When I was eight years old, my sister, Meg, and I celebrated the coming of the New Year in style. The kitchen table was covered in stray pieces of confetti that hadn't quite made it into the bowl, almost as if to foreshadow the scraps we'd be finding behind the fridge and under the kitchen sink for months to come afterwards. Our grandparents were visiting and had brought sparkling cider, and why they trusted two small girls with clumsy hands to toast with champagne glasses is beyond me, but I still don't know if I've ever felt quite as grown-up as I did that night. Our five year old neighbor, Jared, was celebrating with us, a boy who was bringing in the new year with multiple hospital visits from various shenanigans, so why my grandparents trusted any of us with a champagne glass within a 1-mile radius of him is still a mystery. But nonetheless, the five of us partied the night away, tossing confetti and toasting to every single thing we could possibly imagine. 2006 truly came in with a bang, and as my grandpa sang "Auld Lang Syne" to accompany our confetti tossing antics, I had that hope and excitement in my chest that the prospect of a new year always seems to bring.
What I didn't know at the time, was that 2006 was a year that would change everything I knew. 2006 was the year my dad told us he'd be leaving his job at the University of Alabama, and moving our family to a place called Richmond, Virginia, a city that seemed about as foreign to me as Mars. On that New Year's Eve in 2006, I never could have known that I'd be spending my next New Year's in an apartment that wouldn't truly feel like home yet, that we'd put confetti on the ceiling fan that year instead of throwing it, and that Jared wouldn't be just right around the block anymore. I suppose in my mind, I pictured every New Year's Eve night just like our night in 2006, with confetti and sparkling cider and our little kitchen in Tuscaloosa, Alabama.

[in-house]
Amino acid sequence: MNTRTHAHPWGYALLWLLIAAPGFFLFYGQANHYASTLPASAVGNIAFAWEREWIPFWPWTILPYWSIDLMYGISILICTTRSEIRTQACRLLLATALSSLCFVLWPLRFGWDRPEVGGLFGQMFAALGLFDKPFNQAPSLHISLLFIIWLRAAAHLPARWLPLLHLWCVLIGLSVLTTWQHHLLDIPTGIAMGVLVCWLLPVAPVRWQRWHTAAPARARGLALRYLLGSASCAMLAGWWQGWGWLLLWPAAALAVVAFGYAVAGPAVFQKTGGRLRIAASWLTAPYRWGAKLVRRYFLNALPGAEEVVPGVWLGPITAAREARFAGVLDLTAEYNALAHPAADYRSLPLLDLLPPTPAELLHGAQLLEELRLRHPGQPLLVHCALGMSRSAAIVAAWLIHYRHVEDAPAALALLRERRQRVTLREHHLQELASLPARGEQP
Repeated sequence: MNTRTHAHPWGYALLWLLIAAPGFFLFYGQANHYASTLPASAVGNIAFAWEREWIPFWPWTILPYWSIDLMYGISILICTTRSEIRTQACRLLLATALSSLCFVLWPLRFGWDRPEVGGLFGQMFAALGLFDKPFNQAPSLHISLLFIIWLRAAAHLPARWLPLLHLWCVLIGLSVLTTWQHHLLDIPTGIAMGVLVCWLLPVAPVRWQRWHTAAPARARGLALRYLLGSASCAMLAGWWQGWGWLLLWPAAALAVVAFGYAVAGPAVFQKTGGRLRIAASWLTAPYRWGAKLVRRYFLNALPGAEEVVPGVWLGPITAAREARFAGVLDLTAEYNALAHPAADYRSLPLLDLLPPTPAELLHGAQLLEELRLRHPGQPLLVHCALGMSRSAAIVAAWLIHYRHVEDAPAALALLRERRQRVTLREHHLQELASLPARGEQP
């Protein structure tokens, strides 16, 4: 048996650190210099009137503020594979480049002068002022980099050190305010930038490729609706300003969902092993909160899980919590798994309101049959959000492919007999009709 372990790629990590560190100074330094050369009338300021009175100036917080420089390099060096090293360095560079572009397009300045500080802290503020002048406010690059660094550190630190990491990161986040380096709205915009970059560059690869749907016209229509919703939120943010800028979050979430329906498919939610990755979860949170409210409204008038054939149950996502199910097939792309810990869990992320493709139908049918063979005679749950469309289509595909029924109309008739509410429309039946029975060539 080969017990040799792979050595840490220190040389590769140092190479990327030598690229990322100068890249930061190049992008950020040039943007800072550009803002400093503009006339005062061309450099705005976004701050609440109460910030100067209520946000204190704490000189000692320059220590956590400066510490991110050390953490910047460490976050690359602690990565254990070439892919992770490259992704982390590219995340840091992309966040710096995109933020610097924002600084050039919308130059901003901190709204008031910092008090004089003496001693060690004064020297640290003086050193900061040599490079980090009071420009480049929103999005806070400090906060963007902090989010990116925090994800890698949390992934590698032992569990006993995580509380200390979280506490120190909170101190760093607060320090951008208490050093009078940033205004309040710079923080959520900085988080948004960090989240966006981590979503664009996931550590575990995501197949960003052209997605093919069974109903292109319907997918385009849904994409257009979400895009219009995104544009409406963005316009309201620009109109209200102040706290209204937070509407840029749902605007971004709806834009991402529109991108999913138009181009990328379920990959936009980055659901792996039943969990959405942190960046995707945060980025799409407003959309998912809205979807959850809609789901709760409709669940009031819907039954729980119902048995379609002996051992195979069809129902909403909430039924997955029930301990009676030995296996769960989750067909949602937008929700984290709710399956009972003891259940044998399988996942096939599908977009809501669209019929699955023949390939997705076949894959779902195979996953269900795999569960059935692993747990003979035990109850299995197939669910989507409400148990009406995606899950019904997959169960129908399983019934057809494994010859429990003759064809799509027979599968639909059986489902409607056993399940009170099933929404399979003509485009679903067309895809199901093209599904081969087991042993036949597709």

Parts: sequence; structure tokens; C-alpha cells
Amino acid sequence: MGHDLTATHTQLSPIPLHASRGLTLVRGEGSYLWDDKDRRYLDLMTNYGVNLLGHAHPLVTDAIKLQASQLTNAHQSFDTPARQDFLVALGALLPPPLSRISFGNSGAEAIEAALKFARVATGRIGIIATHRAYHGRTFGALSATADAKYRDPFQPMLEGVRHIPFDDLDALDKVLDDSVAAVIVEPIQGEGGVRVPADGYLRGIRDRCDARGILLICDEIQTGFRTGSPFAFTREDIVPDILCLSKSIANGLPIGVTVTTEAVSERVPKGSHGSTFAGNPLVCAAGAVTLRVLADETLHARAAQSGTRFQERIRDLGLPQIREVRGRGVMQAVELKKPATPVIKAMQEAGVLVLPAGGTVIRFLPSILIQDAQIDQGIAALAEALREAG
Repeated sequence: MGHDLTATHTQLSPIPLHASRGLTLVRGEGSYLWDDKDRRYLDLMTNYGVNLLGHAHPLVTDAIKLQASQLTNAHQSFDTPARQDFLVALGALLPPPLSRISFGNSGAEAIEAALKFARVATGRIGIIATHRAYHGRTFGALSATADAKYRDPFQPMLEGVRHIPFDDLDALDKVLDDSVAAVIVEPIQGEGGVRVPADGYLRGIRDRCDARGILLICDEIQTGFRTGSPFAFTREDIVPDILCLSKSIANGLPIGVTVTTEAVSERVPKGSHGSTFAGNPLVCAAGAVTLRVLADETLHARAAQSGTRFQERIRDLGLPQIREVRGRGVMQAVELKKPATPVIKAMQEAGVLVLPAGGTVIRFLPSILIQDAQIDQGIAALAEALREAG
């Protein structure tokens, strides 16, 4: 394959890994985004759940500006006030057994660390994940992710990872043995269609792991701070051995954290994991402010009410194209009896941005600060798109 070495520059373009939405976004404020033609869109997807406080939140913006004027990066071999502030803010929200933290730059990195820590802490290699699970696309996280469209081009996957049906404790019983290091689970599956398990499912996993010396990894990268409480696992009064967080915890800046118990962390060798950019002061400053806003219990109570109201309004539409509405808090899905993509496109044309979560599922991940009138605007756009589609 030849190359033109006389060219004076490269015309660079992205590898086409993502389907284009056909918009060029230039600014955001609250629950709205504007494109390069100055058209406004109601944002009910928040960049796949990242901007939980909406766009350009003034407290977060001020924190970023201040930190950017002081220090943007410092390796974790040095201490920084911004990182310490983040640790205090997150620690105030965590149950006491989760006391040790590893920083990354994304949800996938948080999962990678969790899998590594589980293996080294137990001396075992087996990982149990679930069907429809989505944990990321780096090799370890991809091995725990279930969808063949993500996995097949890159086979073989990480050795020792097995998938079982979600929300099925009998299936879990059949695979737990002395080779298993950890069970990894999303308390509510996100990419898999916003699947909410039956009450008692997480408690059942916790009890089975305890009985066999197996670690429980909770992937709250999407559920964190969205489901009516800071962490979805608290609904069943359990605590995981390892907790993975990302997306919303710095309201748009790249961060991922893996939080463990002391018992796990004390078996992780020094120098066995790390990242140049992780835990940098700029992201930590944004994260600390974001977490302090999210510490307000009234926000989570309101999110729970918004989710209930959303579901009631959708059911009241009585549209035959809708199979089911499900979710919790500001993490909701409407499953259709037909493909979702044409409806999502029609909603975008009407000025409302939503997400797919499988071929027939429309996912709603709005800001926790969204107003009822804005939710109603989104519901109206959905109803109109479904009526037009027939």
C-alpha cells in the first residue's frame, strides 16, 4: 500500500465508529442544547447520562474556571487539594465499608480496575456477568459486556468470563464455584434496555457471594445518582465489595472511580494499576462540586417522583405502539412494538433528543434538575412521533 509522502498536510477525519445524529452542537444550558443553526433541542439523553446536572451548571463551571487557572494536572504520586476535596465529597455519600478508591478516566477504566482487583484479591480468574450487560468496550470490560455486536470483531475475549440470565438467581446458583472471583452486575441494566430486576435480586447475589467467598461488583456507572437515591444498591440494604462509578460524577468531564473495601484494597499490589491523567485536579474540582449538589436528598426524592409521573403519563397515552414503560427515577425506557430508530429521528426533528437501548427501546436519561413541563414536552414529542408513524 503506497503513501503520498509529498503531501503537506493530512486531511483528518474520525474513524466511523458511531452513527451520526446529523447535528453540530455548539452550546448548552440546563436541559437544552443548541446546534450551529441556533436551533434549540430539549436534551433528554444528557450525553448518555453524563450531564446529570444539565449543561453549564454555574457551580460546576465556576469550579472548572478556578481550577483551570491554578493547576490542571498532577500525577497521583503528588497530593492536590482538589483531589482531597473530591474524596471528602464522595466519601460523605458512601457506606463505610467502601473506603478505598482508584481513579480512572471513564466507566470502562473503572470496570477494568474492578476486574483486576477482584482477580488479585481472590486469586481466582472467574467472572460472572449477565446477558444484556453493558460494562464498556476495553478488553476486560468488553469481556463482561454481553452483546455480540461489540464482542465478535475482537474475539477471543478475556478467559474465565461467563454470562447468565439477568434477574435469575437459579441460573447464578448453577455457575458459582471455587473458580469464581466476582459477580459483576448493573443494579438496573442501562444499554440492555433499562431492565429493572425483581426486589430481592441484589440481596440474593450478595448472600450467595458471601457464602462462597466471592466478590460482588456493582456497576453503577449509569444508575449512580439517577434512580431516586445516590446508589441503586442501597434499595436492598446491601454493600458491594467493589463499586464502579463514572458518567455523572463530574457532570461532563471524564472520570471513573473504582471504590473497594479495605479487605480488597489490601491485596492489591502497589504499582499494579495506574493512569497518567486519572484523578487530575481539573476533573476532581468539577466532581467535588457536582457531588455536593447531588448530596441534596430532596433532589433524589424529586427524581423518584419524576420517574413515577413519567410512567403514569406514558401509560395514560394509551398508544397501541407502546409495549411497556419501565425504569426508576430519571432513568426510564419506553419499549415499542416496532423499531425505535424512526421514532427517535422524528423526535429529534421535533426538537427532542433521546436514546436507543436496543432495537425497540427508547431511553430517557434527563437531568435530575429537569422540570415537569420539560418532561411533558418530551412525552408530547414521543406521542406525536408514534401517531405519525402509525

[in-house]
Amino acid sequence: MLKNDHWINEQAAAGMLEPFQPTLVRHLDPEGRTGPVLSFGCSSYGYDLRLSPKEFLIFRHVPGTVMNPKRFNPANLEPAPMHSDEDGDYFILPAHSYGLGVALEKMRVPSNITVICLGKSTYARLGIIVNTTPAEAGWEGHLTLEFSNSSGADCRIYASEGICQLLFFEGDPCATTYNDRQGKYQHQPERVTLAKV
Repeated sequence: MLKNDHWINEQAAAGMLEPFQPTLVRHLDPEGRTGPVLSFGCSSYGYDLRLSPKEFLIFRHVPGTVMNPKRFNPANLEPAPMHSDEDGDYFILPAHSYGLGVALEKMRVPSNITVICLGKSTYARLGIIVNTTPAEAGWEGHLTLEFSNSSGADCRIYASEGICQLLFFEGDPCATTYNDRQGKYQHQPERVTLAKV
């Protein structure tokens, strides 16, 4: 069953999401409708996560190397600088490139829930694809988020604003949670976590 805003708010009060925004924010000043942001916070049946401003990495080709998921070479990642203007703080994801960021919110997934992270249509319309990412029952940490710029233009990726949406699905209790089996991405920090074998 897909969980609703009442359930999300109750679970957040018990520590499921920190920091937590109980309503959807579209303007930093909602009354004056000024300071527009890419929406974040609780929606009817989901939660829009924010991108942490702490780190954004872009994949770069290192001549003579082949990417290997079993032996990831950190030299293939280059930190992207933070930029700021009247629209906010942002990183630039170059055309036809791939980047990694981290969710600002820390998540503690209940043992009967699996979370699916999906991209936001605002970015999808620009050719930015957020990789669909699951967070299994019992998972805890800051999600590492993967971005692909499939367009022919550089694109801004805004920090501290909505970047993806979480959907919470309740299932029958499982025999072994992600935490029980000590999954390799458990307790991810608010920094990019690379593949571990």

But who would I be now without that move to Richmond? Who would I be if our family had stayed just as we were, if I had not changed schools or moved cities or had every Richmond adventure I have gone on to since? I know for a fact that I am who I am because of where I grew up and the experiences that I have had, and I now happily call Richmond my sweet home city. An eight-year old Virginia would have never seen that coming, but a nineteen-year old Virginia wouldn't have it any other way.
I suppose on the New Year's Eve of 2015, I didn't know all the year would have in store for me either. From where I was, sitting on a couch sandwiched between two of my greatest friends in the world, I suppose I knew 2016 would bring big changes, but as the ball dropped and we all exploded in cheers, my world simply existed in that very second. Right at that moment my heart was again filled with hope and excitement, and a secretly picturing every New Year's Eve to come like the one spent excitedly hugging in my friend's living room.
Ultimately, 2016, like 2006, was a turning point for me. In 2016 I began college at the University of North Carolina at Asheville, a move to a a new city that would change everything I knew. I now live in a new place that is beginning to feel like home, have met new people that are beginning to feel like family, and I myself have begun to understand my place in it all, just as I did when we moved to Richmond all those years ago.
So this New Year's Eve, while I'll still hold that excited, hopeful feeling in my heart, I also know that this year will hold adventures for me I can't even begin to imagine right now, moments that will feel so magical they'll take my breath away but also moments that will hurt my heart to it's core. I may not know what the new year has in store for me, but I do know that each moment of it will make me who I am.